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Introducing Biosolids

September 29, 2015

Today’s Guest Article is by Ned Beecher, Executive Director of the North East Biosolids & Residuals Association.

Management of wastewater solids is a continual challenge for wastewater treatment facilities, representing anywhere from 15 to 50 percent of operating costs. At the same time, there is growing recognition of the resources in biosolids, especially nutrients, organic matter, and energy – the recovery of which can lower net costs for biosolids management. Leading wastewater professional groups are emphasizing “resource recovery” from wastewater and biosolids.

For example, the Water Environment Federation emphasized in a 2011 policy statement that it “supports a comprehensive approach to wastewater treatment and solids management that ensures the recycling and recovery of valuable resources including water, nutrients, organic matter, and energy. In addition, WEF recognizes that biosolids, natural byproducts of the wastewater treatment process, are a renewable resource that is too valuable to waste….”

What happens with biosolids in this region?  Connecticut and Rhode Island incinerate most of the solids produced at their wastewater treatment facilities, while a diversity of disposal and beneficial uses are the norm in the three northern New England states and many parts of the Mid-Atlantic.  For example, Maine has long led the region in recycling wastewater solids: in 2011, 74% of the state’s 29,900 dry U.S. tons were recycled, with 26 percent landfilled.  In those states with large areas of farmland, such as upstate and western New York and Pennsylvania, use of biosolids on farms is also common, although much biosolids is still landfilled. 

More densely populated regions, such as New Jersey and urban New York, rely on outlets farther away from their wastewater treatment facilities, including landfills, incinerators, and farm and land reclamation sites.  However, most recently, several northeastern cities are researching urban and suburban uses of highly treated, Class A biosolids products, so as to reduce transportation needs and put the nutrients and organic matter in biosolids to use more locally.

Massachusetts provides an in-between example of recent biosolids use and disposal practices and trends:

  • First, as in many places, the total mass of solids produced in the state has risen slowly but steadily over time.  The total mass of solids managed in Massachusetts increased from an estimated 153,300 dry U.S. tons in 2005 to 201,700 dry U.S. tons in 2011.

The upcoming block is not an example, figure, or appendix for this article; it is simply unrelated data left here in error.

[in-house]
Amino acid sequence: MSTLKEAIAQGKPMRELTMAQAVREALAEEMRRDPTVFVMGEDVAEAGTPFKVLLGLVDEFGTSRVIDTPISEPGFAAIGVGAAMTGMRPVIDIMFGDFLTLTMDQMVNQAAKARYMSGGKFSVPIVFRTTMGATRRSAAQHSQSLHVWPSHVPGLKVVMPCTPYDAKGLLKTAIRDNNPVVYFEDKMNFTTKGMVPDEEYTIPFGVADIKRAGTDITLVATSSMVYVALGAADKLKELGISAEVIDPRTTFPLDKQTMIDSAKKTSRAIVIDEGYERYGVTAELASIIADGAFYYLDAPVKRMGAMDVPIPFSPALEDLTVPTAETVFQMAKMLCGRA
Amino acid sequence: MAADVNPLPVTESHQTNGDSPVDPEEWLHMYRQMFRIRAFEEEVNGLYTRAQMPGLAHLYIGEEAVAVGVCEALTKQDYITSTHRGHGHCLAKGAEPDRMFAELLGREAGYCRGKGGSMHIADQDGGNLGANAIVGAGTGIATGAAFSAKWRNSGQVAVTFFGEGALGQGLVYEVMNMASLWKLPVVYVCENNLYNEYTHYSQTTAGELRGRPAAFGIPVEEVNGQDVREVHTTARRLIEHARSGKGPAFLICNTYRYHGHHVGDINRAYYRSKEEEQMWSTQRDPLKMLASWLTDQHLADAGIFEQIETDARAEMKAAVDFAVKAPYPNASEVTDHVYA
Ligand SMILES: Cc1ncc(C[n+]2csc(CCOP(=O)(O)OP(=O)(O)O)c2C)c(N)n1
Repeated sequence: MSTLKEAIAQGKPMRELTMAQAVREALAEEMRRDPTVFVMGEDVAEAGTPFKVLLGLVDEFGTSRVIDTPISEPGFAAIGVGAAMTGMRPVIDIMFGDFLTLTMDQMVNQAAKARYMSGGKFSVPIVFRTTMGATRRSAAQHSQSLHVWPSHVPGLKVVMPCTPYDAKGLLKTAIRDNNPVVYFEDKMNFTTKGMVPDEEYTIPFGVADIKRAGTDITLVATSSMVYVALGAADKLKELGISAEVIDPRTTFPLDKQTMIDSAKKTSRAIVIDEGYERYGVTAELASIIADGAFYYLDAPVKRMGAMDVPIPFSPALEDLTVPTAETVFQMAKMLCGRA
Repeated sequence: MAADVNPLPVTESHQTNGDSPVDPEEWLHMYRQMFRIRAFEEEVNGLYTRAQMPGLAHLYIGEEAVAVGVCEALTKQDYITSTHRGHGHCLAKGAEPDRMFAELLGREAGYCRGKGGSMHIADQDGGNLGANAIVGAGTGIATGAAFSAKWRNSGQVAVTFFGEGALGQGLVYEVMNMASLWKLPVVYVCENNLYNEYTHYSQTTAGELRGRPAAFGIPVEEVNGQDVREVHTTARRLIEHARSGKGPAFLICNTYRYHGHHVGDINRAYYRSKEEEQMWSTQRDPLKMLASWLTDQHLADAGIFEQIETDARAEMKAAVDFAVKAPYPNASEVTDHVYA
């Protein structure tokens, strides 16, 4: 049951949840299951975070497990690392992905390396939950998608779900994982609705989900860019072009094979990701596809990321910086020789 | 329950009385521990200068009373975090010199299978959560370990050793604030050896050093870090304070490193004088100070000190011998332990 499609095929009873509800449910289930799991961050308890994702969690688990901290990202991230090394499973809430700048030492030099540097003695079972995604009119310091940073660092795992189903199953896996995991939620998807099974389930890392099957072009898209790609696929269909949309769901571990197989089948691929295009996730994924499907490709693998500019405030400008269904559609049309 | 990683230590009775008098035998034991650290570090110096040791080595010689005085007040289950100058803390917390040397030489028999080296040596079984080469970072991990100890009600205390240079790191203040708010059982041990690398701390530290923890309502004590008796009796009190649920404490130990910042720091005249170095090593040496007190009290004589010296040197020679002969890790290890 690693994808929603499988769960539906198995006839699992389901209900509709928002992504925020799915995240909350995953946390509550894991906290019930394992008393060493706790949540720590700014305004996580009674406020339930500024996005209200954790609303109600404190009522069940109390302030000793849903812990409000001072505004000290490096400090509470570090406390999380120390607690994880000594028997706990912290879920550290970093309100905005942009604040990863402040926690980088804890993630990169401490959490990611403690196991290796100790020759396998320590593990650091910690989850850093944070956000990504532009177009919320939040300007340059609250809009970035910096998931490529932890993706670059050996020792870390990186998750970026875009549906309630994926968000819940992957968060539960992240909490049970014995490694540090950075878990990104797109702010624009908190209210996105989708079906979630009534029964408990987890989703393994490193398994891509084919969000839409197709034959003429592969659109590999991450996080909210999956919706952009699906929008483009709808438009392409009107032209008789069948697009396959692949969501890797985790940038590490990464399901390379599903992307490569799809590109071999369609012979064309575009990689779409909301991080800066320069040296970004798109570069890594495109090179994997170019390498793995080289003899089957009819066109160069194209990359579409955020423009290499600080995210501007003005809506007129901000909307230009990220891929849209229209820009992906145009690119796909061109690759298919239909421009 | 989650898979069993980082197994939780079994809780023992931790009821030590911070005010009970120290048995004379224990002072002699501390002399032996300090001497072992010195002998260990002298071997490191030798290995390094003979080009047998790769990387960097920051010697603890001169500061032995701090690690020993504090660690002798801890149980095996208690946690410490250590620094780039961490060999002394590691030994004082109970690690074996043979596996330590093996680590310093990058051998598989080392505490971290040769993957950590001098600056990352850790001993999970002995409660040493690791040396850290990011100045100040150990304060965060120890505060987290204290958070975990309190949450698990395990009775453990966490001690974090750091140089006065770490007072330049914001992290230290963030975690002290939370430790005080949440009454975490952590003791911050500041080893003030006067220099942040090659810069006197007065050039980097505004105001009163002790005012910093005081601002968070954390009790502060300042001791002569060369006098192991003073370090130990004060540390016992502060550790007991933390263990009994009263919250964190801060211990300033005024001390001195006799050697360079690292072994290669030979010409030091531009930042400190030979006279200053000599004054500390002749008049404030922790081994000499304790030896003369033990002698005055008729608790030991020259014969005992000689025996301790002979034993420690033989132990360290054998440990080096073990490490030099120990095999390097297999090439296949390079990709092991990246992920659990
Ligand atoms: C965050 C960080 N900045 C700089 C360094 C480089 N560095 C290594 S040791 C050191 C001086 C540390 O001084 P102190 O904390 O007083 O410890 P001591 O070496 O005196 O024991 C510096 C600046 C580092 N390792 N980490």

• As total production increased, the percentage beneficially used through application to soils – almost all of which is Class A EQ (Type 1) compost and heat-dried pellets (from MWRA/Boston and Greater Lawrence Sanitary District) – increased slightly, from 35 to 36 percent. Much of this Class A EQ product is used on turf farms, in agriculture to grow corn and hay crops for animal feed, for land reclamation (i.e. creating new topsoil on gravel pits), and in landscaping (e.g. parks, sports fields). 
  • The percentage incinerated (e.g. Upper Blackstone/Worcester) decreased from 38 to 36 percent during the same period, and this decline has continued since 2011, with the Fitchburg incinerator closing, in part due to new, stricter EPA air emissions requirements. The amount of solids combusted in Massachusetts in 2011 included about 3 percent of heat-dried pellets from MWRA/Boston that was used as an alternative fuel in cement kilns – a relatively new use.
  • Landfill disposal of wastewater solids has also decreased slightly in recent years, from 27 percent in 2005 to 25 percent in 2011. 
  • Now, with the new ban on landfilling of food scraps coming into effect in Massachusetts, the markets for processing organic residuals in general – biosolids and food scraps included – are changing.  For example, both MWRA/Boston and Greater Lawrence have considered taking in food scraps for co-digestion with their biosolids.  Interest in digestion is booming in this region and across the continent, as it becomes widely recognized as an alternative, green fuel for production of electricity and heat.  Some wastewater solids incinerators, such as the Synagro facility in New Haven, CT, are also capturing energy from the combustion process and generating electricity.

Wastewater exists – and its volume increases with the population.  So wastewater solids must always be managed, 24-7, 365 days a year.  Our region’s wastewater treatment facilities keep pace, finding safe, cost-effective, and environmentally sound ways to manage solids.  And the steadily growing trend is to recycle biosolids, putting to work the nutrients and organic matter they contain and reducing the negative impacts that this organic material can have in landfills.

By Ned Beecher

NEBRA is a non-profit professional association advancing the environmentally sound and publicly supported recycling of biosolids and other organic residuals in New England, New York, and eastern Canada. Visit NEBRA’s website to find out more about biosolids, including many references, links, & the science.

And coming up October 19th is the Northeast Residuals & Biosolids Symposium, the annual regional biosolids conference sponsored by NEBRA and the New England Water Environment Association.  This year, the conference is in association with BioCycle’s REFOR15 conference.


NERC welcomes Guest Blog submissions. To inquire about submitting articles contact Athena Lee Bradley, Projects Manager. Disclaimer: Guest blogs represent the opinion of the writers and may not reflect the policy or position of the Northeast Recycling Council, Inc.

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